Fusco's two largest clients, Howard Jacobs and D'Elegance Stable, are of the win-hungry character. Jacobs and D'Elegance, who account for 30 of his runners in sole ownership or partnership, are highly respected in the northeast and take winning very seriously. Example number one is Company Stock, a three-year-old colt by Pacific Fella whom Jacobs and D'Elegance bosses Joseph and Victor Leonardis purchased at the New Jersey Sire Sales for $80,000. He has won three of seven career races, including a division of the Meadowlands Junior Trendsetter, for some $23,000 in earnings. Also noteworthy is St George Island, a four-year-old stallion pacer by Dragon's Lair who has chased top Big-M purses for D'Elegance Stable and co-owner Adam Victor. In 35 lifetime races, St George has won nine times for earnings of more than $234,000 and a mile best of 1:51 1/5.
Hard-knocking veterans lead the way at Yonkers, so a cozy spot is reserved for Mr Casino. The seven-year-old Cam Fella stallion keeps pacing along for D'Elegance Stable and Adam Victor, having won 24 of 107 lifetime starts and over $208,000 in bankroll. The Ontario-bred could have been running elsewhere or at stud by now, for he was sent to auction but repurchased when the asking price was judged too low. Auction matters behind him, Mr Casino overcame an injury early last year and now battles popular open handicappers such as Glen Mark Lucky, Art Attack, and Royal Art.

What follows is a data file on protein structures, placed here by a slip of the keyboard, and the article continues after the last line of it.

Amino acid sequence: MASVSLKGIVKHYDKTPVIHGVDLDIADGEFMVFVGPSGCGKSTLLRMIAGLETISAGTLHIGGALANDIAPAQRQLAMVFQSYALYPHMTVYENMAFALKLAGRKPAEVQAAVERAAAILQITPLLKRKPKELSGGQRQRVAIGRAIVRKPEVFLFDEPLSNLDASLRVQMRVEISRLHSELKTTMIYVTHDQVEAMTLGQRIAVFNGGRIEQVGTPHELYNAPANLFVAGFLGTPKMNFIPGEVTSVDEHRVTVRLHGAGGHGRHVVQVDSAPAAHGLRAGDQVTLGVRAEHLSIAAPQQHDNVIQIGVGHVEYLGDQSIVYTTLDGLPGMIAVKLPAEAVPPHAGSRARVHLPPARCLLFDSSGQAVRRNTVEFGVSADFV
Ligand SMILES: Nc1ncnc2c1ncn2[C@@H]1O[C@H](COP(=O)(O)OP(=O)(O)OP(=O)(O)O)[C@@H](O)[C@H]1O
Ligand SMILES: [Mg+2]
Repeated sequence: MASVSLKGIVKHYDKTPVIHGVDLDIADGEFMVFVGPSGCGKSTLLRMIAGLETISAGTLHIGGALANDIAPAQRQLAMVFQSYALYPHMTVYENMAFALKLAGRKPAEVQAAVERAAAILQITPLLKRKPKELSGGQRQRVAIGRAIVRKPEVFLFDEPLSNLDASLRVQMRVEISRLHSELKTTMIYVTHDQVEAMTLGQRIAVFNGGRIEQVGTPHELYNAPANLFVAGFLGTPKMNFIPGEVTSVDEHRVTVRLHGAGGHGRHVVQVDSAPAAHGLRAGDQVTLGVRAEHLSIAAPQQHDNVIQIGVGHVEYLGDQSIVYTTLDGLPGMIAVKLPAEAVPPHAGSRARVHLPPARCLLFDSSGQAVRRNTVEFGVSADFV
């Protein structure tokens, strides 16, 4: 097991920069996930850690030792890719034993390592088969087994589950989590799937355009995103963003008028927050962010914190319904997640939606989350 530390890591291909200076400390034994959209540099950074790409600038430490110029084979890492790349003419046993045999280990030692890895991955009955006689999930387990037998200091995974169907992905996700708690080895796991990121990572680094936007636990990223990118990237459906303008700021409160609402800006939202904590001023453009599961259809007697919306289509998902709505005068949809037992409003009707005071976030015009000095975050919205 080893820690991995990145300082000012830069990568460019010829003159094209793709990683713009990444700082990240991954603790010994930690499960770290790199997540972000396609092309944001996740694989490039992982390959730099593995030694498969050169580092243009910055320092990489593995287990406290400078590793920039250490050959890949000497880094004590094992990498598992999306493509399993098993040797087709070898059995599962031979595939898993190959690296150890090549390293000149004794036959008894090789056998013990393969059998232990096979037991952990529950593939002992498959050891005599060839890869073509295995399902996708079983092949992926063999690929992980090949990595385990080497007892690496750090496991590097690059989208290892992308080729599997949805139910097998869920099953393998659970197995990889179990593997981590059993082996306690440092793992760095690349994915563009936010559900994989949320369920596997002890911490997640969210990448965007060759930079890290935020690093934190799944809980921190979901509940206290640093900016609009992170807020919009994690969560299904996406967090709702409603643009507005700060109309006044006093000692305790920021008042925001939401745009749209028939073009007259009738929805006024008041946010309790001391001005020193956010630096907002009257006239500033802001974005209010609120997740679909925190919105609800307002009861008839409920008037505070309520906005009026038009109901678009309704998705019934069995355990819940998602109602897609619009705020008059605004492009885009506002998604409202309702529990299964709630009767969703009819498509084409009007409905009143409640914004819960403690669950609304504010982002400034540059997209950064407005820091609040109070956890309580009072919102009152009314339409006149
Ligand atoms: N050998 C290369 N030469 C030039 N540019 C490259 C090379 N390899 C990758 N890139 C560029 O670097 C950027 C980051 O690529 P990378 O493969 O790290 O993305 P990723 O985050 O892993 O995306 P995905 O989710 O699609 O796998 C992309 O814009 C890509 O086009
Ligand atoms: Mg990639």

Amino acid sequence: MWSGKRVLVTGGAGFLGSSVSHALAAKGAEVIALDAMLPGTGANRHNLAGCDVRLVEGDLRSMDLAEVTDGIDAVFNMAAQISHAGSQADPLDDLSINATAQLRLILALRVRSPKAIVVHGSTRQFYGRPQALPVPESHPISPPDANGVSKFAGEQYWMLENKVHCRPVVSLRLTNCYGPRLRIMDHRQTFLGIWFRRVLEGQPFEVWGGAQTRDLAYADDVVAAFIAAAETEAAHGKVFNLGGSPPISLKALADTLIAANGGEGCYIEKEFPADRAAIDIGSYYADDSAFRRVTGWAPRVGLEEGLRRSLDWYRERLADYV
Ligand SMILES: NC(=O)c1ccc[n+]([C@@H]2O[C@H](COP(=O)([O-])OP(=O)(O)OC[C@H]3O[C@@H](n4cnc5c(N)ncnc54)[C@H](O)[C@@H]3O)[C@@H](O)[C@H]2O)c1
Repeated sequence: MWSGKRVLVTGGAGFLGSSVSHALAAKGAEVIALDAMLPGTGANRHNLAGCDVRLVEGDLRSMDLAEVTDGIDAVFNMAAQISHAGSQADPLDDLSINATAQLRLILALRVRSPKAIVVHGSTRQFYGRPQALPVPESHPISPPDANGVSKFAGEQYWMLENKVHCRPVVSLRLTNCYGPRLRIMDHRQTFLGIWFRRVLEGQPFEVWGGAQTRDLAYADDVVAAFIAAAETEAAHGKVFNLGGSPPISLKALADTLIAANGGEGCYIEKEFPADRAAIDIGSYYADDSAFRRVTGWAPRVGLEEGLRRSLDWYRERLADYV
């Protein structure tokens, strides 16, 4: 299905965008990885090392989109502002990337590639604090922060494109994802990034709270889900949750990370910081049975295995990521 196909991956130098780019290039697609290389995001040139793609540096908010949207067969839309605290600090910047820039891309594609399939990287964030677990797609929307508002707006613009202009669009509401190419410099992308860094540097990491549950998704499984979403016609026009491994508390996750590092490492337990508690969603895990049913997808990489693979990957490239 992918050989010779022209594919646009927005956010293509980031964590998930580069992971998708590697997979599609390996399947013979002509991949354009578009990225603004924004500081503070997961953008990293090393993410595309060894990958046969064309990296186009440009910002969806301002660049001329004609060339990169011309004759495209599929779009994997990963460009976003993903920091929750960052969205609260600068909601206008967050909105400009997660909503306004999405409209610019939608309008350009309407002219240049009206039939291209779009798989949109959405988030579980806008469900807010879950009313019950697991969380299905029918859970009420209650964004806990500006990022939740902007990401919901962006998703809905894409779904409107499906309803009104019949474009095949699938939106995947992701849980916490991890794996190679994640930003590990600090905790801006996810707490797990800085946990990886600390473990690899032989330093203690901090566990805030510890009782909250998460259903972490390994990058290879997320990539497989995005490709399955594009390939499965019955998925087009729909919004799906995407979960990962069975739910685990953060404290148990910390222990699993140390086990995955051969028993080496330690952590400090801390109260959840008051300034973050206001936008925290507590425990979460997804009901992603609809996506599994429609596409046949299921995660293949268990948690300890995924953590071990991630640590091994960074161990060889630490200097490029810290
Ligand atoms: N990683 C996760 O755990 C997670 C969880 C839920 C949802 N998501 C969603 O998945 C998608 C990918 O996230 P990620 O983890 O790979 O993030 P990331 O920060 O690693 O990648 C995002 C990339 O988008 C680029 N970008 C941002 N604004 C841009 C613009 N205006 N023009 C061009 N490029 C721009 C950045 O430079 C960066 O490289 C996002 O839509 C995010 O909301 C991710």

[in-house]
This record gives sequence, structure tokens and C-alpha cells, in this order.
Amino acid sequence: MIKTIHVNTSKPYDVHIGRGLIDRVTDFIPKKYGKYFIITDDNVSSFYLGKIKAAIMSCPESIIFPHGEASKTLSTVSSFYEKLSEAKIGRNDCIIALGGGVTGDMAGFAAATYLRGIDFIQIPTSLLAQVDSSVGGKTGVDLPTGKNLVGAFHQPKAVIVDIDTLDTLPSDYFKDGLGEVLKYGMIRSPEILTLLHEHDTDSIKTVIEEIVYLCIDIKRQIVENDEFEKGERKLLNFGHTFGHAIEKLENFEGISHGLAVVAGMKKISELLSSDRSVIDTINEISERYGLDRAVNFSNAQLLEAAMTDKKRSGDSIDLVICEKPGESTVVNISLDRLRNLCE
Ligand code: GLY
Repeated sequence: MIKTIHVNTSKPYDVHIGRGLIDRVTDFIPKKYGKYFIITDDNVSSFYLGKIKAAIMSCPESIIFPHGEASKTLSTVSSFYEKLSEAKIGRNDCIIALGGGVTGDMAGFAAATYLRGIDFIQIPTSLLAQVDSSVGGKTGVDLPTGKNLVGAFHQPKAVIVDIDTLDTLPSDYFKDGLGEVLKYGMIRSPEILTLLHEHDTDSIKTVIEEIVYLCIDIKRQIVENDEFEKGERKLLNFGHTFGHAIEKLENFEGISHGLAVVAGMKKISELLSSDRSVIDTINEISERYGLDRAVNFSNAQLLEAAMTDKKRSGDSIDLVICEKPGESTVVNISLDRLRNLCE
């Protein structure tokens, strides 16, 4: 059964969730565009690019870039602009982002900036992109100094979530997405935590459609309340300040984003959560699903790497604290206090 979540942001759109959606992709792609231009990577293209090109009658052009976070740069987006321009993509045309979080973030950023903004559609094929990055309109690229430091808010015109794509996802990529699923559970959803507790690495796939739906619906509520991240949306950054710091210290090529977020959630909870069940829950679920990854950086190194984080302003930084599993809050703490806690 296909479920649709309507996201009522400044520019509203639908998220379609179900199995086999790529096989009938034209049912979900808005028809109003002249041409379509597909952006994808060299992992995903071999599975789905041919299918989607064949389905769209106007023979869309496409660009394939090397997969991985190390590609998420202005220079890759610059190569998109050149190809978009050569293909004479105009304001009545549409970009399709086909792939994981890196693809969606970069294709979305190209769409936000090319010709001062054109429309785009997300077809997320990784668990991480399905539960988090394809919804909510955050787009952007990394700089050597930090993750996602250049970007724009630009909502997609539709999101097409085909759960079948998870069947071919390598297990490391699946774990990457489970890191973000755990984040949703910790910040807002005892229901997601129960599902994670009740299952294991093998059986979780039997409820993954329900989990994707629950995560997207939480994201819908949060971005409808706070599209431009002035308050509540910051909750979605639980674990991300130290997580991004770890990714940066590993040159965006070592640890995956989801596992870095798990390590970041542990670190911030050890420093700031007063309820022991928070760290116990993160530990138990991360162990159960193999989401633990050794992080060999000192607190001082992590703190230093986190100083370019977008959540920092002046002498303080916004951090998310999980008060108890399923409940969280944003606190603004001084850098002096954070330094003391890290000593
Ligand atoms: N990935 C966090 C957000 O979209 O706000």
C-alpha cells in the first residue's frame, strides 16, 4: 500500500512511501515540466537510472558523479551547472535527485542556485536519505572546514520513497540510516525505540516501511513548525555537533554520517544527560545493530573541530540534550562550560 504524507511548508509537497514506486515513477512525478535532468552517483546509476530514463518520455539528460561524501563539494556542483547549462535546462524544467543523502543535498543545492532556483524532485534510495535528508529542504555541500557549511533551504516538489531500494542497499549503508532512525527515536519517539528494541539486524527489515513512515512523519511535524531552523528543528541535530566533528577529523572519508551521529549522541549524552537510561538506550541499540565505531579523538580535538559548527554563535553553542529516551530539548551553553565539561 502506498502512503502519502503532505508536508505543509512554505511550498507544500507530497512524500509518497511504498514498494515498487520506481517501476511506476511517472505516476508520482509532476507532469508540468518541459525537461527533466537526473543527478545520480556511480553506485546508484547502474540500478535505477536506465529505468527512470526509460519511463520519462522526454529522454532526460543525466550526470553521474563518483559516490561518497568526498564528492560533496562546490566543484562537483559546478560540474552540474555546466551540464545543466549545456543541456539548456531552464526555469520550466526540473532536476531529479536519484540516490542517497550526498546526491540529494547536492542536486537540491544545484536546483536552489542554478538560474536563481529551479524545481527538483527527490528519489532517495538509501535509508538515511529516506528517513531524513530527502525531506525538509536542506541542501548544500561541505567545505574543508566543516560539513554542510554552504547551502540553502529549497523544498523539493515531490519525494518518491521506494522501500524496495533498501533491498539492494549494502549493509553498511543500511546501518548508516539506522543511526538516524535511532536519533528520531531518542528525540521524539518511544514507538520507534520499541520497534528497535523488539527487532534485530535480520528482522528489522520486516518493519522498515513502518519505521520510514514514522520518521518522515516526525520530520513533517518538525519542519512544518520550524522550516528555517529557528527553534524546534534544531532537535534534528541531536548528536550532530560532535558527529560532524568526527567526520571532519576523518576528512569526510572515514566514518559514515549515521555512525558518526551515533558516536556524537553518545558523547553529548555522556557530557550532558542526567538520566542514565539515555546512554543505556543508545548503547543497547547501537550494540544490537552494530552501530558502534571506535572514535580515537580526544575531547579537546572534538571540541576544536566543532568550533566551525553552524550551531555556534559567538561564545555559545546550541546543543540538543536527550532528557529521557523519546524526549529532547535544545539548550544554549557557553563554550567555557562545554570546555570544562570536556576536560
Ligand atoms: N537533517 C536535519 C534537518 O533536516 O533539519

Besides having a reliable training staff and credible owners, Fusco has dealt with some of the world's leading drivers. In the past, he has teamed up with Walter Case Jr. ; Luc Ouellette and Daniel Dube still guide his entrants at the Meadowlands ; and at Yonkers, his horses are divided between Stephane Bouchard, Ross Wolfenden, and Paul Fusco. But unlike what many believe, driver assignments are seldom Fusco's choice. "When owners consider buying a horse, they look in the program and ask themselves 'Who are the leading trainers?' and 'Who are the leading drivers?' It's those trainers that are wanted by the owners and it's those drivers that get the drives. So those decisions aren't really up to me. But as long as you're picking the best for my horses, I have no problem with it." The employment of Stephane Bouchard has actually paid off, as he drove most of the Hilltop winners in Fusco's championship season.